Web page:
The new leupold VX-III scopes with the wide duplex have a "range estimating" feature. The bottom post has a cutout that you center on a 16'' target and then zoom in on until the target then fills the cutout--numbers on the back of the zoom ring then estimate your range for you. Has anyone tried this system???? If so, how did it work. More importantly, for me at least, is this: If you went through the same process with an 8 inch target, would you be able to estimate your range by doubling the range given for a 16 inch target??? Any help would be greatly appreciated.

My answer would be to do the math. Don't mean to sound trite but there is much to be gained for "doning the math". Work it out for 8" then 2X16 or 32", which is the brisket to withers of a decent sized elk. It'll be fun and you'll learn alot. Went the same route with a mil-do and different power settings. It really gets you familiar with what you are doing. You'll get a "feel" for it pretty quick. But not to rain on the parade, I ended up getting a LRF. I couldn' handle all the brain work with a live target out there. When its time to shoot, its time to shoot.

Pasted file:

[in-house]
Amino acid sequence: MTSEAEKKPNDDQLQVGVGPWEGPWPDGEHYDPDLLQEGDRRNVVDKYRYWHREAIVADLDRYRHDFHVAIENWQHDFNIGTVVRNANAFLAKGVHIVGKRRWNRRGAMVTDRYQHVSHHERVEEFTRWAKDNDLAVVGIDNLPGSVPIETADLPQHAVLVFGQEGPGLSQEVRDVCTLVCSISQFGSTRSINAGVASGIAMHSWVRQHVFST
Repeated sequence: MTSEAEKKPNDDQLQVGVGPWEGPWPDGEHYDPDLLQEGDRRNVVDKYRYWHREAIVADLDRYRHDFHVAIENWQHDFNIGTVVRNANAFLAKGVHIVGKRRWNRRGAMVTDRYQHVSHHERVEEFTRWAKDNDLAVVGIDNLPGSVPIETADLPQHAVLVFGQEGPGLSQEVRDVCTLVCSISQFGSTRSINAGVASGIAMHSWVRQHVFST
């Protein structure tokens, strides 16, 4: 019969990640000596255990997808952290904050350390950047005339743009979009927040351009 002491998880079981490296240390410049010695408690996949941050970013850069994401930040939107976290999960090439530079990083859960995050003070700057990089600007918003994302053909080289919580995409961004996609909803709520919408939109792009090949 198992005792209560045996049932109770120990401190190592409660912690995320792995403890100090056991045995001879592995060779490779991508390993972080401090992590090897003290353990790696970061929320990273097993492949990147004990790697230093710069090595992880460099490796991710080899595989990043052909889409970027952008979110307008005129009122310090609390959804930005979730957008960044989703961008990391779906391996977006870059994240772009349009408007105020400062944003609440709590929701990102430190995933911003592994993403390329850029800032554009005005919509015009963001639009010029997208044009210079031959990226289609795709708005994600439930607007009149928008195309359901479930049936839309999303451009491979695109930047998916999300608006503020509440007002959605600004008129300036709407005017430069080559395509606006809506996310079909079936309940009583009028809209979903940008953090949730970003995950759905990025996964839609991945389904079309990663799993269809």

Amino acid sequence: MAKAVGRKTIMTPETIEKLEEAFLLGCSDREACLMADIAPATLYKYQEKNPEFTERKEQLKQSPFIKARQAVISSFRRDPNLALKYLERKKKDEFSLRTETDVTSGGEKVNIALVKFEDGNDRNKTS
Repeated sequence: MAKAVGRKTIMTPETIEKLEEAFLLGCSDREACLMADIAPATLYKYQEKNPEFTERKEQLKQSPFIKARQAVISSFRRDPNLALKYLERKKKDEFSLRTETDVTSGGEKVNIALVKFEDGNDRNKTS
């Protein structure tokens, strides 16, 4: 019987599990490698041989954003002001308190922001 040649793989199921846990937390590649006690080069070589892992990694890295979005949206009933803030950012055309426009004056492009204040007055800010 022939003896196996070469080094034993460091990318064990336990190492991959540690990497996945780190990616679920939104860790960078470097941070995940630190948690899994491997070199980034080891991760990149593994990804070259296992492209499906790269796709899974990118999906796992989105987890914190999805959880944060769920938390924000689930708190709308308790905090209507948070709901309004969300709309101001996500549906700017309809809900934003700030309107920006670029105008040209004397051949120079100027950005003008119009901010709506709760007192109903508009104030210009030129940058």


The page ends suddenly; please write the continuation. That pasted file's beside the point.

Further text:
What you're talikng about is a subtension calculation, all based on simple ratio and proportion calcs. As magnification changes so does reticle subtension in a linear manner. The calc. is inversely proportional tho, because the subtension decreases as magnification increases. Fortunately since we aren't actually changing magnification here it's simply directly proportional. Suppose the 16" target is 600 yds. away, u have the following equation-- 16/600=8/X, so X=300 yds. Another way to compute it is too use a modified mil-dot ranging formula, i.e.-- target size in inches X 100/reticle subtension in inches = X/ # of reticle units, or 16 X 100/say 2.7"= X/1 reticle unit== 592 yds. Now an 8" target fills that same 2.7" gap measurement, so now u have 8 X 100/2.7= X/1 reticle unit== 296 yds. All reticle subtension formulas are based off the same linear concept, which makes them extremely flexible to fit many different scenarios, and fun to play with. The Leupold system is based on a 100 yd. gap measurement (x-hair-plex post) of 2.7" for a 16" target @ 600 yds. @ THE HIGHEST MAGNIFICATION since 2.7" X 6== 16.2", then as the magnification is lowered the subtension gets bigger to "gap" a 16" back-brisket deer that's closer. Hope this isn't too confusing an explanation. [ 10-31-2004: Message edited by: sscoyote ] [ 10-31-2004: Message edited by: sscoyote ] [ 10-31-2004: Message edited by: sscoyote ]